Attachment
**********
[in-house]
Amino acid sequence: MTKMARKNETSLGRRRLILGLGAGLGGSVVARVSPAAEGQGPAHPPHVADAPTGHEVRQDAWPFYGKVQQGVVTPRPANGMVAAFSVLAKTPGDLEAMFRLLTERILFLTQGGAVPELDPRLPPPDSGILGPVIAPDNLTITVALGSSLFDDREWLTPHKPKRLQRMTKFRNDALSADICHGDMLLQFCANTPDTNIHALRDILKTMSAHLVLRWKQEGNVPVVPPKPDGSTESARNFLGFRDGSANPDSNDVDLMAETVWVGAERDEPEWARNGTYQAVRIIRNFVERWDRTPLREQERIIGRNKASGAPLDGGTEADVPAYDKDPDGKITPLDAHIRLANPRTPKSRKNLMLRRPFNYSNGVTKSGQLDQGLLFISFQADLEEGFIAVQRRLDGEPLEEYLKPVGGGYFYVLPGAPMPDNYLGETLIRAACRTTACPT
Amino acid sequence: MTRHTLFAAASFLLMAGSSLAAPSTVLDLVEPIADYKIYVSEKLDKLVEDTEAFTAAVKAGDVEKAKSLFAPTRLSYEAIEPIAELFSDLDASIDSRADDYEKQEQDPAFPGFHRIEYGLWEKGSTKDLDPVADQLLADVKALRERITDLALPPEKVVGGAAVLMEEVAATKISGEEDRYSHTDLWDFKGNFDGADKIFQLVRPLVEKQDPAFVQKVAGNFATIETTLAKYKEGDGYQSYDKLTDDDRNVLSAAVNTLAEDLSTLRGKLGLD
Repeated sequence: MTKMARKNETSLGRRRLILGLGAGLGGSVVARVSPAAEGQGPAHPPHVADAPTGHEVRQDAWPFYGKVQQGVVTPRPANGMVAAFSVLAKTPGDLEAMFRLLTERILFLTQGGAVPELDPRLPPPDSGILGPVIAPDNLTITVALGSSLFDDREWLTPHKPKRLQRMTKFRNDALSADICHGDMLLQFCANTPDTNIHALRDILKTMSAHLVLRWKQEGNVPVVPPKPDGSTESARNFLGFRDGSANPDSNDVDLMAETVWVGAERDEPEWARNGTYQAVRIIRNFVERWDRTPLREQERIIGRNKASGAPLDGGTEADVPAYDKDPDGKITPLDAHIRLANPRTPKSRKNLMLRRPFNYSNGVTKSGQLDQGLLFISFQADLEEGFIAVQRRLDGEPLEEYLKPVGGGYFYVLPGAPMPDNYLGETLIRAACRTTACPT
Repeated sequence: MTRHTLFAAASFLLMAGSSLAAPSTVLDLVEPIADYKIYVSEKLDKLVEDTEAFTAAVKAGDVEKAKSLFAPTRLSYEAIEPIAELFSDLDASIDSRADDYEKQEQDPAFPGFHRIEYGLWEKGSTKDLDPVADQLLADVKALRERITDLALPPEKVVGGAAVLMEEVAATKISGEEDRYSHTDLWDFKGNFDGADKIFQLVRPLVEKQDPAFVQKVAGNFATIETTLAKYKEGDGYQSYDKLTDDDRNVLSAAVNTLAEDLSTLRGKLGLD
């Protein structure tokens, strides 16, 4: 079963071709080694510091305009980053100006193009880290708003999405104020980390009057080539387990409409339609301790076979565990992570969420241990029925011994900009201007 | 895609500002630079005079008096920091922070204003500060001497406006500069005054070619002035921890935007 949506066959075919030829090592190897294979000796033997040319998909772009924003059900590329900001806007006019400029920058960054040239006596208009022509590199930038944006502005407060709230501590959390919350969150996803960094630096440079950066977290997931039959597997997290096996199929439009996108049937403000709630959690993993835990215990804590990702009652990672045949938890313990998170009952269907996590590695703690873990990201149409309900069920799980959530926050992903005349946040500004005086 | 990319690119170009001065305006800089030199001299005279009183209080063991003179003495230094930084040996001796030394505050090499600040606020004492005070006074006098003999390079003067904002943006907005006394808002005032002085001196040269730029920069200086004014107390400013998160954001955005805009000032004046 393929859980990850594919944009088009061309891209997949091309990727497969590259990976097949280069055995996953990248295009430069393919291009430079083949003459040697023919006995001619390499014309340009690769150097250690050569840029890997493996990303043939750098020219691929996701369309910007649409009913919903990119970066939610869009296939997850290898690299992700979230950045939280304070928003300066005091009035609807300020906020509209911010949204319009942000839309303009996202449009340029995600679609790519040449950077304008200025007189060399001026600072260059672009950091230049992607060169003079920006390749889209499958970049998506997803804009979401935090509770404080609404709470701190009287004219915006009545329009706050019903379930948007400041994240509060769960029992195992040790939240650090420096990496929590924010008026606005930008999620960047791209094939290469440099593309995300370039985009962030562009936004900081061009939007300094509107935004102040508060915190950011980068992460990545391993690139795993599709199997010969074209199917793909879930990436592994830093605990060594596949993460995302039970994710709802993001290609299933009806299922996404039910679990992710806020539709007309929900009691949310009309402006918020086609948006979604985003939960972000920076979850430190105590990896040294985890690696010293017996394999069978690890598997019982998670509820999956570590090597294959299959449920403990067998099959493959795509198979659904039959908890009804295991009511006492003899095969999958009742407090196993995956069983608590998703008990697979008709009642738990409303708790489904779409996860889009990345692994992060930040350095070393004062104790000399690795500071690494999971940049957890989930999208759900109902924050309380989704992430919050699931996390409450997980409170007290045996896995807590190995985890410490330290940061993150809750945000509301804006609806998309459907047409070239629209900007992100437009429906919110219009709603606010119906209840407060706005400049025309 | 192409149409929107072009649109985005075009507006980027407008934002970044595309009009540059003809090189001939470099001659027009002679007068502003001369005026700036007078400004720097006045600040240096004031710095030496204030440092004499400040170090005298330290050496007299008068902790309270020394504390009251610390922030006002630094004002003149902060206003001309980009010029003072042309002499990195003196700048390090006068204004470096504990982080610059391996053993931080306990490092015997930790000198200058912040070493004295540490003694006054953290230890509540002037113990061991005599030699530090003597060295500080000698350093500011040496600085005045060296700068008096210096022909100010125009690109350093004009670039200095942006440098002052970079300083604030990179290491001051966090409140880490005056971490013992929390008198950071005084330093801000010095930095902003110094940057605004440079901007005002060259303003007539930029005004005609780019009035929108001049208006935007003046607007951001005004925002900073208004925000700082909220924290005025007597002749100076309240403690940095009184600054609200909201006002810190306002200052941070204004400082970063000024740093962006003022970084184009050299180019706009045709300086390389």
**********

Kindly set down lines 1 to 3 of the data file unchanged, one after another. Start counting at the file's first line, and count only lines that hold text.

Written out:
[in-house]
Amino acid sequence: MTKMARKNETSLGRRRLILGLGAGLGGSVVARVSPAAEGQGPAHPPHVADAPTGHEVRQDAWPFYGKVQQGVVTPRPANGMVAAFSVLAKTPGDLEAMFRLLTERILFLTQGGAVPELDPRLPPPDSGILGPVIAPDNLTITVALGSSLFDDREWLTPHKPKRLQRMTKFRNDALSADICHGDMLLQFCANTPDTNIHALRDILKTMSAHLVLRWKQEGNVPVVPPKPDGSTESARNFLGFRDGSANPDSNDVDLMAETVWVGAERDEPEWARNGTYQAVRIIRNFVERWDRTPLREQERIIGRNKASGAPLDGGTEADVPAYDKDPDGKITPLDAHIRLANPRTPKSRKNLMLRRPFNYSNGVTKSGQLDQGLLFISFQADLEEGFIAVQRRLDGEPLEEYLKPVGGGYFYVLPGAPMPDNYLGETLIRAACRTTACPT
Amino acid sequence: MTRHTLFAAASFLLMAGSSLAAPSTVLDLVEPIADYKIYVSEKLDKLVEDTEAFTAAVKAGDVEKAKSLFAPTRLSYEAIEPIAELFSDLDASIDSRADDYEKQEQDPAFPGFHRIEYGLWEKGSTKDLDPVADQLLADVKALRERITDLALPPEKVVGGAAVLMEEVAATKISGEEDRYSHTDLWDFKGNFDGADKIFQLVRPLVEKQDPAFVQKVAGNFATIETTLAKYKEGDGYQSYDKLTDDDRNVLSAAVNTLAEDLSTLRGKLGLD